ALMOST a decade after the American-based Hess corporation took the first steps to develop a liquid natural gas plant on a land-bank between Tarbert and Ballylongford, the corporation is now looking to sell off Shannon LNG.
The decision to sell was taken some time ago, according to Fine Gael MEP. But he believes the project has now become a much more attractive prospect because it has been classified as a key part of the EU’s energy strategy.
“I know they are speaking to a number of potential buyers,” he told the Limerick Leader.
The proposed terminal and gas pipeline to Foynes is now listed as a key European Project of Common Interest, to integrate Europe’s energy markets and diversify sources, Mr Kelly explained.
“We must not underestimate the importance of this announcement,” he added. “This is a huge step towards putting in place a project that is badly needed for Ireland, for Kerry, and for Europe.”
One benefit of the inclusion in the EU list, Mr Kelly explained, could be increased funding opportunities under the Connecting Europe facility. The possibilty of assistance under the European Fund for Strategic Investments should help the project attract the required private investment, he said.
However, it was reported last week that Hess Corporation is looking to pull out of the project, stating that it is in talks with the management of Shannon LNG “with the object of facilitating a sale of the company.”
“There is nothing new in that. Hess, the owners, want to sell,” Mr Kelly said. But, he added: “Up until now, it was seen as a private project which would not be seen as very marketable.”
But its new status as a European Project of Common Interest gives it added importance, he argued, and would make it easier for another company to invest. “In terms of its marketability and do-ability, this is huge.”
Hess took its first steps towards developing the plant on the publicly owned landbank in Ballylongford back in 2006 and secured planning permission in 2008 for a terminal to convert liquid gas and feed it into the national gas grid near Foynes. The company also planned a combined heat and power plant at Ballylongford. The entire project was estimated to cost up to €1b, and create hundreds of local jobs during the construction phase.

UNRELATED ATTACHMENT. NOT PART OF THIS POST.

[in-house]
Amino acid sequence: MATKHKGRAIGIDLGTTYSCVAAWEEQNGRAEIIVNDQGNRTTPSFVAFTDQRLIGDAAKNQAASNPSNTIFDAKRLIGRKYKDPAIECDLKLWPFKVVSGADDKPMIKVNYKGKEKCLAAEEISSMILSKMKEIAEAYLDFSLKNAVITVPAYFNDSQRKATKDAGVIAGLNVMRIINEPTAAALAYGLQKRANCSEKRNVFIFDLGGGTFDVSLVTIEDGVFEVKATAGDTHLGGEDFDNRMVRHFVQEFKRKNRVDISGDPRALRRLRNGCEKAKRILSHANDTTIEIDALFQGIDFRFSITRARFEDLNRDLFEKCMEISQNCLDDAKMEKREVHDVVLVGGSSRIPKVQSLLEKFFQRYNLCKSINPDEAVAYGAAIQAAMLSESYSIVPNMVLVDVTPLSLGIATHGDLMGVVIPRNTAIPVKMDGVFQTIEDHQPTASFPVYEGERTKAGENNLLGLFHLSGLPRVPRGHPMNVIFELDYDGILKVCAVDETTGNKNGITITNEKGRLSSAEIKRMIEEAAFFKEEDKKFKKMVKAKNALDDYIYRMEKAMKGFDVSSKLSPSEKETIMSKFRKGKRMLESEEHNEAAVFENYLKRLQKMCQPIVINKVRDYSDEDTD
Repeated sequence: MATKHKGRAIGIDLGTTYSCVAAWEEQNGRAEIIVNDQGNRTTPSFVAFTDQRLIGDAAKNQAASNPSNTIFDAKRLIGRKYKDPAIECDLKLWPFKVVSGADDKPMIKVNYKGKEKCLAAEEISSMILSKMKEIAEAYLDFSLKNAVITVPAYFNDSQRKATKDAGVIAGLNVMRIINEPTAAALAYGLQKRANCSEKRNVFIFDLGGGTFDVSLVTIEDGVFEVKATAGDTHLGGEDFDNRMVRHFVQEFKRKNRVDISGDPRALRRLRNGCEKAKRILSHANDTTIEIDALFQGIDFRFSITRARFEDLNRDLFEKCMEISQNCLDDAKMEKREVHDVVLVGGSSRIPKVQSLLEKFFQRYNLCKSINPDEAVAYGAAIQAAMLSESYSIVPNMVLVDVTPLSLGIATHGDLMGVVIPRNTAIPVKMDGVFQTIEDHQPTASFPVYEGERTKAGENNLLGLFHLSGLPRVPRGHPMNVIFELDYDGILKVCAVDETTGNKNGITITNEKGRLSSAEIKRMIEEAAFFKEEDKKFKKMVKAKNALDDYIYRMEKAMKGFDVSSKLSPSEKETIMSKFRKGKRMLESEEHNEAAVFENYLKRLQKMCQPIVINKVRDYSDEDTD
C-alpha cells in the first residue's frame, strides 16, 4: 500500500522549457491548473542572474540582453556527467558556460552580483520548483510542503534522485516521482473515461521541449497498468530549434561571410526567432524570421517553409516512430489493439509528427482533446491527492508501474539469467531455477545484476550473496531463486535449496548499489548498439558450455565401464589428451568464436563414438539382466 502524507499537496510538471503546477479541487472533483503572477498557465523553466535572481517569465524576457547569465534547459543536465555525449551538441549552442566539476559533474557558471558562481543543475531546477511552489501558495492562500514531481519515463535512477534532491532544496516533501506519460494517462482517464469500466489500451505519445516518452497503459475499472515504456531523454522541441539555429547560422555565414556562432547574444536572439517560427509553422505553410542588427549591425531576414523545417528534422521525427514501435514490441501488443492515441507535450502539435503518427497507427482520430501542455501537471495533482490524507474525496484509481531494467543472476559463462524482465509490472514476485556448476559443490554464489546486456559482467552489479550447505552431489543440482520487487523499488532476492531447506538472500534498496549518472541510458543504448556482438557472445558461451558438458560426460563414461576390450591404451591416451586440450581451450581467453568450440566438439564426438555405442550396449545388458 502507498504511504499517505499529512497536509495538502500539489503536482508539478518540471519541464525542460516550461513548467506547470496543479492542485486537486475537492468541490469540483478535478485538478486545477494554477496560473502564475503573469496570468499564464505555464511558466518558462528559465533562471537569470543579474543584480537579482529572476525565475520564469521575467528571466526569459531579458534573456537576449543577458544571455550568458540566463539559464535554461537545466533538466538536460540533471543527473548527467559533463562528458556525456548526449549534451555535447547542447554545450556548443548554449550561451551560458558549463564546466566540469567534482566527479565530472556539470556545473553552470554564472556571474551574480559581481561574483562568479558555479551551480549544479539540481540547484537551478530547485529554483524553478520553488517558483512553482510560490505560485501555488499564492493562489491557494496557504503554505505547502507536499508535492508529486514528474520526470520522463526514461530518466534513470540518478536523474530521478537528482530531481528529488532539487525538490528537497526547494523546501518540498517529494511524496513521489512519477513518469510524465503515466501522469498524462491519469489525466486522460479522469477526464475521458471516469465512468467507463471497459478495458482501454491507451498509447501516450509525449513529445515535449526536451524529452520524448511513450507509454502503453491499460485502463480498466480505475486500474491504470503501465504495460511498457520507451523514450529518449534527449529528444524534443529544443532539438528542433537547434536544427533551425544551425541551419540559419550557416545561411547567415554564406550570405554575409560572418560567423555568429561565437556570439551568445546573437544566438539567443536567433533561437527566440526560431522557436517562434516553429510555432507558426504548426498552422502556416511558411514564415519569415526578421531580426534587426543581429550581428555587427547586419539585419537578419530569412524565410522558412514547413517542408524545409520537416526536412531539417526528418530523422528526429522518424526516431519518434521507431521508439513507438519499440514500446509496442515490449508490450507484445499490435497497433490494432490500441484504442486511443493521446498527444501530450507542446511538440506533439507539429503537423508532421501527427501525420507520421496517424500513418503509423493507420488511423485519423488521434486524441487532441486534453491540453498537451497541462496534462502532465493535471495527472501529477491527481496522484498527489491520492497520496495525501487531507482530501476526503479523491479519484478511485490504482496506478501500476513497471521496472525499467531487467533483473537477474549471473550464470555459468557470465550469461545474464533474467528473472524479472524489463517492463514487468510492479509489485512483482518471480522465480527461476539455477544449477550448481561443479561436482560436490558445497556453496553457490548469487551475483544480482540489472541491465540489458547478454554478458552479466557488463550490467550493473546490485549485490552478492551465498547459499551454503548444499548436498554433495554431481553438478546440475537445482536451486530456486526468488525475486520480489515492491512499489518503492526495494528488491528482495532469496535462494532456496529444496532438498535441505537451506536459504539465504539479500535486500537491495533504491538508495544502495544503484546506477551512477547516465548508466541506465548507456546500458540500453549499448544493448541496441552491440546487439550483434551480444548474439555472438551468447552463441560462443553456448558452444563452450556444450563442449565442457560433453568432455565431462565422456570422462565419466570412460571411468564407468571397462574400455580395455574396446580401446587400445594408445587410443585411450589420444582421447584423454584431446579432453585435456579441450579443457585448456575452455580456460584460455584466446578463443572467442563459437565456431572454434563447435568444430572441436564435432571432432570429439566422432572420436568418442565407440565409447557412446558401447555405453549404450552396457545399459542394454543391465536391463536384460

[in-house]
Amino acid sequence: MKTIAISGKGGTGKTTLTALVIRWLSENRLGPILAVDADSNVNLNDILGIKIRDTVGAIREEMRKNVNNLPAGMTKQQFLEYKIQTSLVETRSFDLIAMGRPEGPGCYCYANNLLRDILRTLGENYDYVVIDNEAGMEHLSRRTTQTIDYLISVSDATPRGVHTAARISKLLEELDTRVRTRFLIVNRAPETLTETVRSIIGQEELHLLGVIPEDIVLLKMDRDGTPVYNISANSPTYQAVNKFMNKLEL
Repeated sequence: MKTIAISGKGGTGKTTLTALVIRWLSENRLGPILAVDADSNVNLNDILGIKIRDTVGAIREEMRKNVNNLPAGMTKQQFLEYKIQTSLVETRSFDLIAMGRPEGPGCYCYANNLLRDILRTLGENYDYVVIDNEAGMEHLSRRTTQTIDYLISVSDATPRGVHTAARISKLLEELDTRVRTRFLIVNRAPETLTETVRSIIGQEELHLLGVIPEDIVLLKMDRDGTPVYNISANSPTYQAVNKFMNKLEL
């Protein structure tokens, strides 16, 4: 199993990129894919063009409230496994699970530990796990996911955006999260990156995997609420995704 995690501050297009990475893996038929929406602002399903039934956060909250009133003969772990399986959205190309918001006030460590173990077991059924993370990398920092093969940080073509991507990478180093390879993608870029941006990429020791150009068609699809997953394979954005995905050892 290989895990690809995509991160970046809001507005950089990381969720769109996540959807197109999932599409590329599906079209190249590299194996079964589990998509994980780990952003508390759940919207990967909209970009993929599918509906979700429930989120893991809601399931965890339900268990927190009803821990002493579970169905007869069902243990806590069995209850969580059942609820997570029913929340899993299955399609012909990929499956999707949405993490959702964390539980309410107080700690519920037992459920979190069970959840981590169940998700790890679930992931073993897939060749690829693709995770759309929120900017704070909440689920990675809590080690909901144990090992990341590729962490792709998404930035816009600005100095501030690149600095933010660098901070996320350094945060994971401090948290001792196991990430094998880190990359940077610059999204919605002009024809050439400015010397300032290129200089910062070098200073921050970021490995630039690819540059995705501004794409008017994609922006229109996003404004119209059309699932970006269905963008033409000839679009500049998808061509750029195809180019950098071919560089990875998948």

The aim was to be in production by 2013. But a row over tariff payments towards a gas interconnector with Britain stalled progress and Shannon LNG failed in its court challenge to the tariff scheme imposed.
Mr Kelly acknowledged that the project had proved very frustrating for Hess. “They felt some of the decision-making wasn’t very welcoming from their point of view,” he said. “It is a bad reflection of the lack of support it got at Irish level.”
So far, about €63m has been spent in developing the project. In a note filed with company accounts, Shannon LNG said that the company had acquired and developed valuable assets comprising permissions, rights, licences, leases and other entitlesments which have positioned it for the next phase of development which would be the construction of the terminal, pipeline and related infrastructure.”
However, it adds: “A decision to proceed with construction would require some additional studies and work and the capital costs invlved would be of a scale as to require the involvement of a suitable industry investor.”